It has just been announced that beloved Colorado Ballet Principal Dancer Sharon Wehner will retire at the end of the 2017/2018 season after 22 seasons with the Company.
“Colorado Ballet was very fortunate the day Sharon joined the Company and to my knowledge, Sharon has danced with Colorado Ballet as a professional Company member longer than any dancer in our history,”said Colorado Ballet Artistic Director Gil Boggs.
“Her tenure here is a testament to her passion as an artist and love of this organization. Sharon’s dedication to this art form is evident as she gives everything of herself in rehearsal and on the stage. When Sharon takes on a role, she has a process of learning, discovering and putting everything together which culminates in a performance that few can accomplish. She is also a role model for the younger dancers because she is such a devoted professional. I’m honored to have Sharon perform with us for one more season, especially as Juliet in Romeo and Juliet this spring.”
According to Wehner, entering her 22nd season is bittersweet. She feels grateful to have spent the last two decades doing what she loves with the 57 year old company, with people that she loves and sharing that on stage with the audience.
“I never take for granted how special it is to perform for a live orchestra, in front of thousands of people in our beautiful Ellie Caukins Opera House,” said Wehner. “I hope to embrace the potential power of this experience each time I have the opportunity to step onto the stage this season, and share something meaningful with our audiences, whether they have been long-time patrons, or seeing the ballet for the very first time. It is always an honor to be able to do this, but becomes more poignantly so, knowing that I will be dancing some of these roles for the very last time.”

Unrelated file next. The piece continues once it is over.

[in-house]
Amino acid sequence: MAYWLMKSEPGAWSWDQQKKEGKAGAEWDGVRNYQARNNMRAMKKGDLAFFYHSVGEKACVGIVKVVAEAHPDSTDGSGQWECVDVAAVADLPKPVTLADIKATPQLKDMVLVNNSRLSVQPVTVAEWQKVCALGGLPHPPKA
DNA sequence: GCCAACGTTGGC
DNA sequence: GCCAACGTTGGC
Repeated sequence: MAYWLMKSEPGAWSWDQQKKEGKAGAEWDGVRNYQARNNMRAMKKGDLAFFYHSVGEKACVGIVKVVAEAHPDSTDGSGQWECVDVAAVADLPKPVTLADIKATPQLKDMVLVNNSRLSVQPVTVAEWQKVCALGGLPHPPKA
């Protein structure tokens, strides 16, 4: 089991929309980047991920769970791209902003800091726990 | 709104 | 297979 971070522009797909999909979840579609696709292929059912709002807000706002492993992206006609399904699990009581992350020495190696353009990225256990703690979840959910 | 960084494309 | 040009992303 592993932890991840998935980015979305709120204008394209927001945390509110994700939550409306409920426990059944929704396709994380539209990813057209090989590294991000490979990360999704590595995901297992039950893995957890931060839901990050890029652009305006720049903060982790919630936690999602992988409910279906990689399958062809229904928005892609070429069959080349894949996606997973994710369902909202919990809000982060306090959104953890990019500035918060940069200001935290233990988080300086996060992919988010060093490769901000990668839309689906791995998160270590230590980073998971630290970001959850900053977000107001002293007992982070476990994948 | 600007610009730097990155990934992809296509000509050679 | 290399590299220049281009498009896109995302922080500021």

Although thinking about dancing roles for the last time can be daunting, Wehner hopes to create something new and fresh for the audience this season, and bring a maturity and artistry that comes with 22 years of experience to each performance.
Wehner is not only also extremely cognizant of the value of the precious time spent on the stage, but also of that which she will be spending in rehearsal.
“As a long-time member of Colorado Ballet, which I have come to know as my family, I spend 90 percent of my time in the studio honing my craft alongside my fellow dancers and coaches. I hope to be able to embrace my time with these wonderful people, sharing the unique experience of creating dance and art together, each and every day.”
Having spent the off-season rehabilitating a hip injury, Wehner said that it is vital for her to stay on-task this season with conditioning, working on rebuilding strength, flexibility and stamina to remain at the top of her game.”
“Although it is easy to find myself reminiscing about the past or worrying about the future, I have found that as I embark on my 22nd season with Colorado Ballet, I am focused on remaining present, working on my craft and taking each day, each rehearsal, and each ballet one at a time,” shared Wehner. “I am extremely excited and grateful to be able to perform some of my very favorite ballets this year, and I look forward to being able to share the experience with both my colleagues and the amazingly gracious Denver audiences.”